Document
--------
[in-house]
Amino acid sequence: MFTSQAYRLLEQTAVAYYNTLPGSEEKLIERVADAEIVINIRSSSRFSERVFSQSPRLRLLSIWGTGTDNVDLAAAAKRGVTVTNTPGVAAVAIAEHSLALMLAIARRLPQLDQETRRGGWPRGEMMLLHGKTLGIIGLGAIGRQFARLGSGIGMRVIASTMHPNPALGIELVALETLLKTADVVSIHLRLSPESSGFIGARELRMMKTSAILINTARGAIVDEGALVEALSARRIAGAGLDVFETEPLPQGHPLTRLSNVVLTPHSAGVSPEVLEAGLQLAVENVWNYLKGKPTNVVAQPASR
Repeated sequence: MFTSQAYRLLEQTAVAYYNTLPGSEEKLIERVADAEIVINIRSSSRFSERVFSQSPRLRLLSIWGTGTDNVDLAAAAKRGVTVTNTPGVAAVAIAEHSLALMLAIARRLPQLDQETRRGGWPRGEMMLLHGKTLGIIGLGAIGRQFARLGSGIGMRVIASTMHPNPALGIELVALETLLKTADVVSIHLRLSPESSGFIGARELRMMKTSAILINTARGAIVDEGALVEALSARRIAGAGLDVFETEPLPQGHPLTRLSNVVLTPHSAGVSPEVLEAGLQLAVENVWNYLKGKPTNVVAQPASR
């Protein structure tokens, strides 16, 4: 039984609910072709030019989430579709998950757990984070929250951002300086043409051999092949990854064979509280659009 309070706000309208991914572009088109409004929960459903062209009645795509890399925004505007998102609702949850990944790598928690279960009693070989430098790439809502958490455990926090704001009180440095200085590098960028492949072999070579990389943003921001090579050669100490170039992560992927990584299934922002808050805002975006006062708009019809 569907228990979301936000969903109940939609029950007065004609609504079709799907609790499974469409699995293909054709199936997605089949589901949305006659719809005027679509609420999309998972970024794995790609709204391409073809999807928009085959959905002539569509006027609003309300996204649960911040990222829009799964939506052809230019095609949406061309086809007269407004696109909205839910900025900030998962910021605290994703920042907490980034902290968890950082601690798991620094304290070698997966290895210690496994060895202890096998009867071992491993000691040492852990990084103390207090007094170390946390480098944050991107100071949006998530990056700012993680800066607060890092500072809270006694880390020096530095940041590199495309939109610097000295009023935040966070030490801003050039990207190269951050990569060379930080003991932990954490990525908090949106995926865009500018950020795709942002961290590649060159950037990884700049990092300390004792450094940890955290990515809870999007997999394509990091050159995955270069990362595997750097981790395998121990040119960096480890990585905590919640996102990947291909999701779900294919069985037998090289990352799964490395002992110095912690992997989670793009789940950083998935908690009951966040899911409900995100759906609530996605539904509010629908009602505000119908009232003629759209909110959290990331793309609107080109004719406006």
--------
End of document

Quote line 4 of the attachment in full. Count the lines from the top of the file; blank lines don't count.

């Protein structure tokens, strides 16, 4: 039984609910072709030019989430579709998950757990984070929250951002300086043409051999092949990854064979509280659009 309070706000309208991914572009088109409004929960459903062209009645795509890399925004505007998102609702949850990944790598928690279960009693070989430098790439809502958490455990926090704001009180440095200085590098960028492949072999070579990389943003921001090579050669100490170039992560992927990584299934922002808050805002975006006062708009019809 569907228990979301936000969903109940939609029950007065004609609504079709799907609790499974469409699995293909054709199936997605089949589901949305006659719809005027679509609420999309998972970024794995790609709204391409073809999807928009085959959905002539569509006027609003309300996204649960911040990222829009799964939506052809230019095609949406061309086809007269407004696109909205839910900025900030998962910021605290994703920042907490980034902290968890950082601690798991620094304290070698997966290895210690496994060895202890096998009867071992491993000691040492852990990084103390207090007094170390946390480098944050991107100071949006998530990056700012993680800066607060890092500072809270006694880390020096530095940041590199495309939109610097000295009023935040966070030490801003050039990207190269951050990569060379930080003991932990954490990525908090949106995926865009500018950020795709942002961290590649060159950037990884700049990092300390004792450094940890955290990515809870999007997999394509990091050159995955270069990362595997750097981790395998121990040119960096480890990585905590919640996102990947291909999701779900294919069985037998090289990352799964490395002992110095912690992997989670793009789940950083998935908690009951966040899911409900995100759906609530996605539904509010629908009602505000119908009232003629759209909110959290990331793309609107080109004719406006």